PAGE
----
Coming on the heels of Trump’s executive order totally withdrawing from the Trans-Pacific Partnership, the new president is presenting the image of a U.S. leader whose harsh policies and arrogant style serve neither the United States nor Latin America’s interests.  Having appointed as White House National Security Council Senior Director for Latin America a political scientist whose writings draw bizarrely on analytic approaches that have been rejected in the discipline for more than 30 years, and whose recent articles lament the Obama administration’s abandonment of the Monroe Doctrine, the region’s leaders will rightly conclude that Washington is voluntarily abdicating any plausible case for leading multilateral cooperation around common interests.  The United States and Latin America are inextricably linked, however, and a policy based on stale assumptions of big power unilateralism ultimately will run into insurmountable obstacles: however ignorant Trump and his team are proving themselves to be, we live in the real world of the 21st century, in which imperialist, mercantilist fantasy will be treated with the disdain that it deserves.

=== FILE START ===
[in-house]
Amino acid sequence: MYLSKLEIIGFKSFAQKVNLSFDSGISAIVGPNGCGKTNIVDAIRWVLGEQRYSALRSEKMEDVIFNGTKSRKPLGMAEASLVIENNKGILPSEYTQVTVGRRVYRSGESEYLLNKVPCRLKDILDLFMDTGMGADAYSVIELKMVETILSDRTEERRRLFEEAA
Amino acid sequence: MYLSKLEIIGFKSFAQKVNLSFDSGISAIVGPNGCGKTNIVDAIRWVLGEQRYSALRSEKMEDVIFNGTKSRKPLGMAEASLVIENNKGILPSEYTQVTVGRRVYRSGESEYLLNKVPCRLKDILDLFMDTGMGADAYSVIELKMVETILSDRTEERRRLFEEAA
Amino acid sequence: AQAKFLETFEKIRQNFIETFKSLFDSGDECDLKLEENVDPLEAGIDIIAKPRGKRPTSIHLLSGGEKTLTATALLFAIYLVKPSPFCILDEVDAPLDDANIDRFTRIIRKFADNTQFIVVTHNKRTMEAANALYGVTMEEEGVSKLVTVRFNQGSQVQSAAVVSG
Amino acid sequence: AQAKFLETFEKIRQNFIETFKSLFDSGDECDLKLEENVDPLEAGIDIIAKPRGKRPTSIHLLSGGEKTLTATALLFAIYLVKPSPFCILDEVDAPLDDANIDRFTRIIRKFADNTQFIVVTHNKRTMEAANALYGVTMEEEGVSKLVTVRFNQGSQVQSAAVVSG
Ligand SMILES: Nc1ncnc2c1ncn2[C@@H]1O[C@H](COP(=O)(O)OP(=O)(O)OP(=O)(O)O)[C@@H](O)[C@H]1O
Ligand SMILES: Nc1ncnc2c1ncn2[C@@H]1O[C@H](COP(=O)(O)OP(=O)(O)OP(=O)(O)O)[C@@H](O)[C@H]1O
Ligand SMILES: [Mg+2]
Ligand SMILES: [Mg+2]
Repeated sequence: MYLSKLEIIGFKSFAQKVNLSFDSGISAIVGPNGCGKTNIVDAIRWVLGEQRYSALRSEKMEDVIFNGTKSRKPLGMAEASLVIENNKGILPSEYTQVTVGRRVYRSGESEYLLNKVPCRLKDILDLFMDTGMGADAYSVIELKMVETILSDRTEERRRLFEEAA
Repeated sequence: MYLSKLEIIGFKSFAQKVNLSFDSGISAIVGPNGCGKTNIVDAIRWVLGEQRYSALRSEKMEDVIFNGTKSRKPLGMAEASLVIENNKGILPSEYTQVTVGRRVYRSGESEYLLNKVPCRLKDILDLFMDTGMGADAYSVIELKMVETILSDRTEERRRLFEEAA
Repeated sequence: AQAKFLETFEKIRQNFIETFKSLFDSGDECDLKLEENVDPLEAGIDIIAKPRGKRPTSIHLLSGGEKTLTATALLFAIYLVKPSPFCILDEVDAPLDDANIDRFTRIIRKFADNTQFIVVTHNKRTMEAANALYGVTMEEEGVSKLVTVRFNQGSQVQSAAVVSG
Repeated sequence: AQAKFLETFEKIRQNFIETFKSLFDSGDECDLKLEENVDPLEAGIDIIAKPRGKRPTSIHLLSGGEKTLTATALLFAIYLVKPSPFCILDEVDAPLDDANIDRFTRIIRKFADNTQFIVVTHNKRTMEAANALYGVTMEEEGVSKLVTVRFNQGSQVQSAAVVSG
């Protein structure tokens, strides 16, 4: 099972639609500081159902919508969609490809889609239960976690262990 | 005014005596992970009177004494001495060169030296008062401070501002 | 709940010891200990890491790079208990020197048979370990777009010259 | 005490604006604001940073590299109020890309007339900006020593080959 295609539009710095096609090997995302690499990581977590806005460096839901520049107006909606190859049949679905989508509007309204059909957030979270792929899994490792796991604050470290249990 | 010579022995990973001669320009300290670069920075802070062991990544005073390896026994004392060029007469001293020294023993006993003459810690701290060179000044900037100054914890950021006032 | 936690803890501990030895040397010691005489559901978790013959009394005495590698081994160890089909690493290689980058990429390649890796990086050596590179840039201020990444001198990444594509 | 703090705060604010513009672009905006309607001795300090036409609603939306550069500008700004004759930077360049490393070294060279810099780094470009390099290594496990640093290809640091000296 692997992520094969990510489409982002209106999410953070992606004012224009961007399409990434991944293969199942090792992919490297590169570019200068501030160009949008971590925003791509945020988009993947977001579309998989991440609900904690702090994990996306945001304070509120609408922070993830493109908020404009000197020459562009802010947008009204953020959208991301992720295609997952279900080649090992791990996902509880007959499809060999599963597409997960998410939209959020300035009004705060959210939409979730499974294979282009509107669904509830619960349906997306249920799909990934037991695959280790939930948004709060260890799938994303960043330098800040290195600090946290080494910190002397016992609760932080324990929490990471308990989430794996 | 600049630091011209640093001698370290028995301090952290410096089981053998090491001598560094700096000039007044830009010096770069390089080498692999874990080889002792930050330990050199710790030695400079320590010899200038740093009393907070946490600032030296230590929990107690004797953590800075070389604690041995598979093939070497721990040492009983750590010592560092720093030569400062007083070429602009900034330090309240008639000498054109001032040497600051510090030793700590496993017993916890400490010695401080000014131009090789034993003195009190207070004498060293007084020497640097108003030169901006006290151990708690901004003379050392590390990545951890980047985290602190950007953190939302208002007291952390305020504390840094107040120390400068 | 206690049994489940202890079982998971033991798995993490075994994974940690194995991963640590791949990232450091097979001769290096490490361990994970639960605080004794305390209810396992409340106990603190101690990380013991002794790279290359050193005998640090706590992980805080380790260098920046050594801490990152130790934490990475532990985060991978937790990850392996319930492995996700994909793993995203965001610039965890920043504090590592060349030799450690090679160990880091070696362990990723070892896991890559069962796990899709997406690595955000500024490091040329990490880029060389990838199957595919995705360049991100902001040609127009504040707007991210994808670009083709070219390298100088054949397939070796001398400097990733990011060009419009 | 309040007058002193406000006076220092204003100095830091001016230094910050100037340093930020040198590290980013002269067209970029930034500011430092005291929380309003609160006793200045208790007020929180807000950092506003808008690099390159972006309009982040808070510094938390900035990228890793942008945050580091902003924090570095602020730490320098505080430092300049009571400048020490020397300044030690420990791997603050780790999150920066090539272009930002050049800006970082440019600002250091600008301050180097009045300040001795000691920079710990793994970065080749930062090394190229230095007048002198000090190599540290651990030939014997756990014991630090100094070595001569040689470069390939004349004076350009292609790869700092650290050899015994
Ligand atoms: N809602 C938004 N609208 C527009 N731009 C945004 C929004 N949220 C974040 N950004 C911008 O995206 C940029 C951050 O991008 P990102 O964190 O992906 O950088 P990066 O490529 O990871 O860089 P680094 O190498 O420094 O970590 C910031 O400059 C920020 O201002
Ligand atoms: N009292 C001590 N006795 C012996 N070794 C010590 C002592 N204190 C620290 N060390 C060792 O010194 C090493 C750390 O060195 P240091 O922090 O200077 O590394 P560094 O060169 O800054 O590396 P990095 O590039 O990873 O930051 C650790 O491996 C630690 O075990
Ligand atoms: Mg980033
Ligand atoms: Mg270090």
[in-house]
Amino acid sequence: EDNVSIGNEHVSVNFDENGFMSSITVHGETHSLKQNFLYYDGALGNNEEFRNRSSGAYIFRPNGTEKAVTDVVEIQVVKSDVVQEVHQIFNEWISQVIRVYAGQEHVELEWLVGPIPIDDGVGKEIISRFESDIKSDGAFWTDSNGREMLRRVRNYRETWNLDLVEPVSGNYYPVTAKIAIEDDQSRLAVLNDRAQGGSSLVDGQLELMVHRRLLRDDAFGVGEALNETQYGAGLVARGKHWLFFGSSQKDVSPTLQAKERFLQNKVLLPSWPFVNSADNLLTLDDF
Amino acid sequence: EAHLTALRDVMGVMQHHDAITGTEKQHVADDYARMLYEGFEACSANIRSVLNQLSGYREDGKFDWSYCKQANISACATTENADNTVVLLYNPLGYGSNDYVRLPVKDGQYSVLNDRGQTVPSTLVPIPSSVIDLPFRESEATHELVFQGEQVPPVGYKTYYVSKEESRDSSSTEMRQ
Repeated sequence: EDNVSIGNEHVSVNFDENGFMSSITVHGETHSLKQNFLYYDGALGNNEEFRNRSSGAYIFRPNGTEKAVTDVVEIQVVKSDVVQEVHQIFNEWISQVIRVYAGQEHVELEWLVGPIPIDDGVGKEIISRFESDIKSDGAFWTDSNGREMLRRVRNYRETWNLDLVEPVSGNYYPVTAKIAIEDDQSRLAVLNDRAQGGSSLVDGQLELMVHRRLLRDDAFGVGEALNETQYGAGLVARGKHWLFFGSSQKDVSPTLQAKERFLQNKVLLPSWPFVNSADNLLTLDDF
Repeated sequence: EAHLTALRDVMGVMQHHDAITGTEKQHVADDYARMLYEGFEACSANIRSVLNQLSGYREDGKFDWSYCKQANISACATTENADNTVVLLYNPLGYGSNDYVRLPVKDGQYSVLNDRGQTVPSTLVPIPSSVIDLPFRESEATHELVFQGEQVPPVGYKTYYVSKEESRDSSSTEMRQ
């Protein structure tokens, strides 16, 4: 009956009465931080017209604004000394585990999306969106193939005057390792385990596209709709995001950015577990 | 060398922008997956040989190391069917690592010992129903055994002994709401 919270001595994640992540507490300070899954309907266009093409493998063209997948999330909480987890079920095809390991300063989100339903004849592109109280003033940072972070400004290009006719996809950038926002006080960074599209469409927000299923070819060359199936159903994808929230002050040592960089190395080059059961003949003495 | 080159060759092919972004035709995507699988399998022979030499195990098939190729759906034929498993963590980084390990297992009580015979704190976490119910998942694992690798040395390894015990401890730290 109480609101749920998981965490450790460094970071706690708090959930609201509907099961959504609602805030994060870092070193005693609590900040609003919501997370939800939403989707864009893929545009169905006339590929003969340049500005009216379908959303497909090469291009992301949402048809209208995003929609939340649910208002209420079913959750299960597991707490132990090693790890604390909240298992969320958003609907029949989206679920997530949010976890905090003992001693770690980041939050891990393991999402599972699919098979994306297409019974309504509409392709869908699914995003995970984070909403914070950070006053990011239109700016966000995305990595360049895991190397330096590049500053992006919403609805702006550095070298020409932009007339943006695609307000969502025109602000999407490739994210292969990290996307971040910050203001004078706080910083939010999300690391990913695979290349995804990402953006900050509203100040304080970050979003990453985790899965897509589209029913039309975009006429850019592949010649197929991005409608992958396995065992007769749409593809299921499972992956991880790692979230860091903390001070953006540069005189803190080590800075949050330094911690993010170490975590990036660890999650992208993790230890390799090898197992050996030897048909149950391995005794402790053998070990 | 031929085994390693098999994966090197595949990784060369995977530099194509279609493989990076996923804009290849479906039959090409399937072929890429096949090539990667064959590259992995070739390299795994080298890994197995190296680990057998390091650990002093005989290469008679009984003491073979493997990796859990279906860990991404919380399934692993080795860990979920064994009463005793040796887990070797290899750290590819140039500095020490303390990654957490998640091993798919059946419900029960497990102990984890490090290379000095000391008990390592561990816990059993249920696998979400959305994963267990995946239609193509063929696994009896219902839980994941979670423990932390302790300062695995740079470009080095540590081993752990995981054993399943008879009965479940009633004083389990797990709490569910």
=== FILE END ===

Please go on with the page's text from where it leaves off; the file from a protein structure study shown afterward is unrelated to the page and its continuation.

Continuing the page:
January 31, 2017